Then the call came from our real estate agent. The washer and dryer were supposed to go with the house. We had just moved them out to Spencer's apartment the weekend before.
This was our second contract. The first one fell through, but the agent asked us whether we planned to leave the washer and dryer. We told her no. So we assumed, she would put that in the 2nd contract too. She didn't. So that was her mistake.
Because the washer and dryer were gone, the buyers wanted them replaced or a $400 credit. We decided the credit would be easiest. Then they changed their mind. They wanted a washer and dryer there and wanted another walk-through to prove that it was working. Obviously, we had no time within the next 24 hours to buy and install a washer and dryer.
They also had another demand that we give them $400 toward electrical things that they wanted fixed. Earl's brother is an electrician and had fixed all their requests, but they brought in another electrician who suggested other fixes.
We offered $400 for the washer and dryer plus $300 for the electrical work. They refused. They wanted an actual washer and dryer installed, plus $500 for electrics — they upped the price. And, to guarantee the washer and dryer worked, they also wanted a $400 check held in escrow.
Earl drew a line in the sand. No. It was the principal of the thing.
The real estate agents both chipped in $100 toward the electrics. We agreed to buy our neighbor's used washer and dryer for $300 (a steal). The escrow check was still tripping us up when we walked into the title office to sign that Friday morning.
The title guy convinced us that his company would hold the washer and dryer check in escrow and would not release it unless all parties (including us) agreed. They also set the deadline for five days so it doesn't drag out. So we agreed.
Saturday was supposed to be spent moving out, but first we needed to move the washer and dryer from our neighbor's basement to our basement.
As they moved the dryer, the heavy-duty cord swung up and hit Earl in the forehead just above his eyebrow, leaving a drop of blood perched against his sweaty brow. When they reached our basement, they realized the plug didn't match the outlet for the dryer. Earl would have to replace the cord so they matched.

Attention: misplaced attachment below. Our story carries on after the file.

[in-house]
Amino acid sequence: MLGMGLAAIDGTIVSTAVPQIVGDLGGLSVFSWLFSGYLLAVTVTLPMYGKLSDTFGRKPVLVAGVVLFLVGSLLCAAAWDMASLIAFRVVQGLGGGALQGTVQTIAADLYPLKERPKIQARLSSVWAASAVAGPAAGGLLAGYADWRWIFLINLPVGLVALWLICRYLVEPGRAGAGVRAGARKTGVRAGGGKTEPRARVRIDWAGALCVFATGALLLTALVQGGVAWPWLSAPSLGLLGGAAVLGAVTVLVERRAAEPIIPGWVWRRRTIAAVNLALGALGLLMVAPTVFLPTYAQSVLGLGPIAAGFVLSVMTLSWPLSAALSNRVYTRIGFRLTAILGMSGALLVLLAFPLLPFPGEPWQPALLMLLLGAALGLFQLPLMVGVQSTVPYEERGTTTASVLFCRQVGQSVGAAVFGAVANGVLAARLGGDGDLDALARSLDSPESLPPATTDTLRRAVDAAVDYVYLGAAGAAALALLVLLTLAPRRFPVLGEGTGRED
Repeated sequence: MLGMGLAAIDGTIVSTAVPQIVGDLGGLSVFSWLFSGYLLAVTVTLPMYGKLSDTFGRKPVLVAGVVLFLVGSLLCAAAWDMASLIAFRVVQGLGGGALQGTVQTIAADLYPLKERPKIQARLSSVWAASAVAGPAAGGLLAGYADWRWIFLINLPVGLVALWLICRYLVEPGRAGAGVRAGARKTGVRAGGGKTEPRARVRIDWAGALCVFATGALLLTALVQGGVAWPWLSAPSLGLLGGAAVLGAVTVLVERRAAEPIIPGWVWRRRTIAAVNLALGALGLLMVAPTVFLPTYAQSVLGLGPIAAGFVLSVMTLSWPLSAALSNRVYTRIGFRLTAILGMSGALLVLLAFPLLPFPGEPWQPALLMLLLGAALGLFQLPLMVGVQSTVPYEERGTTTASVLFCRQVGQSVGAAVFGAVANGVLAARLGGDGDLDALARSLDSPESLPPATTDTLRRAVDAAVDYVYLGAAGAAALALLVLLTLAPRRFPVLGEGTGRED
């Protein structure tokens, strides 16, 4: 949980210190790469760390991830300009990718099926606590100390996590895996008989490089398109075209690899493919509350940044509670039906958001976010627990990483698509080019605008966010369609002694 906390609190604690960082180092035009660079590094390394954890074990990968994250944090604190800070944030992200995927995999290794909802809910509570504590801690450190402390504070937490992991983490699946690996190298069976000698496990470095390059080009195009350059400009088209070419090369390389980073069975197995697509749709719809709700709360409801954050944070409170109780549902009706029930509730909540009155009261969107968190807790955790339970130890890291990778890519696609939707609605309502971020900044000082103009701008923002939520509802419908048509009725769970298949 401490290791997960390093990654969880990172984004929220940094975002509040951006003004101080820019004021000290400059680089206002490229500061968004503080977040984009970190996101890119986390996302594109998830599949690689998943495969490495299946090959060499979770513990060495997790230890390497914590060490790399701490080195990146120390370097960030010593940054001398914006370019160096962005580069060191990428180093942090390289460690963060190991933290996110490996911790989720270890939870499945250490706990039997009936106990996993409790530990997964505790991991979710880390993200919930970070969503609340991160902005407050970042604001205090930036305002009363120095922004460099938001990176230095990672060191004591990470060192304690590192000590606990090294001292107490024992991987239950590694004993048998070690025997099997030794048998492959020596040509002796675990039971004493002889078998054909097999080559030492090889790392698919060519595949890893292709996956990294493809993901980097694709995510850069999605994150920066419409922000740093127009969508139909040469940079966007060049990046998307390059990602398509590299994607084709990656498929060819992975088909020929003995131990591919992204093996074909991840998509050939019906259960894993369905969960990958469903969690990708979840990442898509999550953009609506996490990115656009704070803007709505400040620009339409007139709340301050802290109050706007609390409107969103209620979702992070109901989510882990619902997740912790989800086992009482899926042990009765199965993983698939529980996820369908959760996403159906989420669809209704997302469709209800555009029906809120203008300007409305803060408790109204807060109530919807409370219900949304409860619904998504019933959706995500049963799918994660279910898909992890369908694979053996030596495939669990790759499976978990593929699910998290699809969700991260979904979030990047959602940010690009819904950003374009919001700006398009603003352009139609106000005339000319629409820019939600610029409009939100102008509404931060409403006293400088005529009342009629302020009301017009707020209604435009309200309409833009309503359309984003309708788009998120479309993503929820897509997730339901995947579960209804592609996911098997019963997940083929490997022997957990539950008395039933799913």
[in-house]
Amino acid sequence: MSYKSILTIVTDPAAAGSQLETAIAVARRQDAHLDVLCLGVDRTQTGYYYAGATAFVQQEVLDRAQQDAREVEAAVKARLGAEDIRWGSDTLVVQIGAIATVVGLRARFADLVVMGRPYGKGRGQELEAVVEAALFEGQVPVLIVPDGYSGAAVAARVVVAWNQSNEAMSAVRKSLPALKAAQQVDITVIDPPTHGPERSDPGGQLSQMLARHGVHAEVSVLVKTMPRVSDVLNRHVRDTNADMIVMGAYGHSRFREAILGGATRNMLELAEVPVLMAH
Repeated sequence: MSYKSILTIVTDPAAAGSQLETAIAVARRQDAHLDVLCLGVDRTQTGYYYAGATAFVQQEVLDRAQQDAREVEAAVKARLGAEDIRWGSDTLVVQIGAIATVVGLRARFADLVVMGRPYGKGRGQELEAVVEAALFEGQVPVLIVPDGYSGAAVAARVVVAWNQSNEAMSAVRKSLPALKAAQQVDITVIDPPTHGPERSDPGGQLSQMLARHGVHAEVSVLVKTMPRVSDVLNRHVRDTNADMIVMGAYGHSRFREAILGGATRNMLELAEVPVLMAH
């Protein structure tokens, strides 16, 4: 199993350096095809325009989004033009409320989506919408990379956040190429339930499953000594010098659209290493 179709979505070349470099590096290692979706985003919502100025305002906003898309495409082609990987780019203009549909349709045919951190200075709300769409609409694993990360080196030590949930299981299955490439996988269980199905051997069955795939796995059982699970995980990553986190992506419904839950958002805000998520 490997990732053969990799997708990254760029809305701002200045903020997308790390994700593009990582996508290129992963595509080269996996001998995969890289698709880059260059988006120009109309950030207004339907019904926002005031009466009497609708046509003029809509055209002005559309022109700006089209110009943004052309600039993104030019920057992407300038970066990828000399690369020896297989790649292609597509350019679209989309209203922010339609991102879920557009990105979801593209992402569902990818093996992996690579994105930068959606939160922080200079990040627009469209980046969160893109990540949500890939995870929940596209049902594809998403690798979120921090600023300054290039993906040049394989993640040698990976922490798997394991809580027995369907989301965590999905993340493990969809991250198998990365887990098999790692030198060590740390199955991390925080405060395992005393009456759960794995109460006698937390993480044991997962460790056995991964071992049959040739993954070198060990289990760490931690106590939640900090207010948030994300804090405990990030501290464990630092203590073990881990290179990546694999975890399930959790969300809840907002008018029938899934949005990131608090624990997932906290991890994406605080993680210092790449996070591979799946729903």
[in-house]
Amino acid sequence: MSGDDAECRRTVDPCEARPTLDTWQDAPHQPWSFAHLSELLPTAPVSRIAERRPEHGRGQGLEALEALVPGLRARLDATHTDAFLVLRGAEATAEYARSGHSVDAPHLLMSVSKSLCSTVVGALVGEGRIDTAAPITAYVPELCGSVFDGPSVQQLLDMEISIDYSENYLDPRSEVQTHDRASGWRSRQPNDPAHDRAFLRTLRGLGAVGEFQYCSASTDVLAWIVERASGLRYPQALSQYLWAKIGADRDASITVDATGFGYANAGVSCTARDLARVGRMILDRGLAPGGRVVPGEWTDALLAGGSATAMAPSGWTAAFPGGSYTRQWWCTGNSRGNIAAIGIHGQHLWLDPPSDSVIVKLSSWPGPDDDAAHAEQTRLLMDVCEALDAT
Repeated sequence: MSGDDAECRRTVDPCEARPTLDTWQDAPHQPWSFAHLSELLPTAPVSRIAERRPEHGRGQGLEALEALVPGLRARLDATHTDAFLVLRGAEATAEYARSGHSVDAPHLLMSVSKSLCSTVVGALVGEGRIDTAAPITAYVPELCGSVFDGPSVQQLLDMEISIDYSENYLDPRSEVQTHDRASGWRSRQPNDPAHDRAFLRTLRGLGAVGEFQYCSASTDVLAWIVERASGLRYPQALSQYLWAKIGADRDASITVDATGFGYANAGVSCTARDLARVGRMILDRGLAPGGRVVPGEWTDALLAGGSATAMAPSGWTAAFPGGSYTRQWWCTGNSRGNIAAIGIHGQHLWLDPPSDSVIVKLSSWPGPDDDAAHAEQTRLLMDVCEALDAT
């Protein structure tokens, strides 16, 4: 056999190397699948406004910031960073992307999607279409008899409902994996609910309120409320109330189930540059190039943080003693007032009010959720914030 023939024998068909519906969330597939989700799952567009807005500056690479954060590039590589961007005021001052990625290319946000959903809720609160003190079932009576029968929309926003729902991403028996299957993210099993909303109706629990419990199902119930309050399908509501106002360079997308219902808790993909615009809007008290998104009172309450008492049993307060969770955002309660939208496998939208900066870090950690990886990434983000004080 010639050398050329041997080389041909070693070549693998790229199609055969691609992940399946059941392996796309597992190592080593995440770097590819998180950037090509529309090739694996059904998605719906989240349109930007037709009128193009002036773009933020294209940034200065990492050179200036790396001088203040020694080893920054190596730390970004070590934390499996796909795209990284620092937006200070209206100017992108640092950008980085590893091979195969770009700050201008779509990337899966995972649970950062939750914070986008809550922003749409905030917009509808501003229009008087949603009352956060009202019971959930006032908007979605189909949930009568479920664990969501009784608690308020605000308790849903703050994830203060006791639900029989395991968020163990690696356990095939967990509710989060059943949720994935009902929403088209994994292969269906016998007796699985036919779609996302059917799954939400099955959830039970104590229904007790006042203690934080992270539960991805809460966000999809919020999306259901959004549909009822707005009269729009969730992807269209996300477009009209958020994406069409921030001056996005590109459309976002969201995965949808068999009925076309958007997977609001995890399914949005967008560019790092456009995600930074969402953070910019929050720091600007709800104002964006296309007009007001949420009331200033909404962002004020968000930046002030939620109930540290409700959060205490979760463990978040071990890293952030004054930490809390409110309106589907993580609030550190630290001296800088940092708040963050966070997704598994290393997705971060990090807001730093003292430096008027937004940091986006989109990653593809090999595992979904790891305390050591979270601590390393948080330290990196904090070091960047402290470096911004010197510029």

My sons went to move the washer. As it started to slip on the stairs, Spencer grabbed the bottom of it and it sliced the web between his thumb and finger. Our neighbor doctored him with a beer before his girlfriend drove him to the urgent care for four stitches and no more help moving things.
At some point, the new owners drove past (spying on us) and noticed the porch swing was gone. They immediately called their real estate agent who called ours, who called us. The porch swing was on hooks so it didn't have to stay. My friend Sheila had asked for it.
Friends stopped by to help as we winnowed down our belongings, still it looked like we couldn't possible finish by 10 a.m. Sunday.
We had optimistically planned to finish Saturday and spend the night at Earl's brother's house. We canceled that plan.
I can't begin to describe so you can feel the physical and emotional exhaustion of Saturday. Without a run, I logged over 19,000 steps just carrying things up and down stairs, out doorways and into pickup trucks -- 46 staircases, my Fitbit says.
Grace dropped by and I made her help me carry a desk and a chest of drawers from the basement to the garage - -I had heard Earl's moans of pain as he tackled another flight of stairs with the new knee he received last month. Grace professed to be exhausted and I stared her down with a look of disdain. She didn't know what exhaustion was.
The house finally empty 
When Noreen and her husband dropped by to pick up the cross country skis and offer to help, they looked around our house with pity. They couldn't see us escaping the items left to move.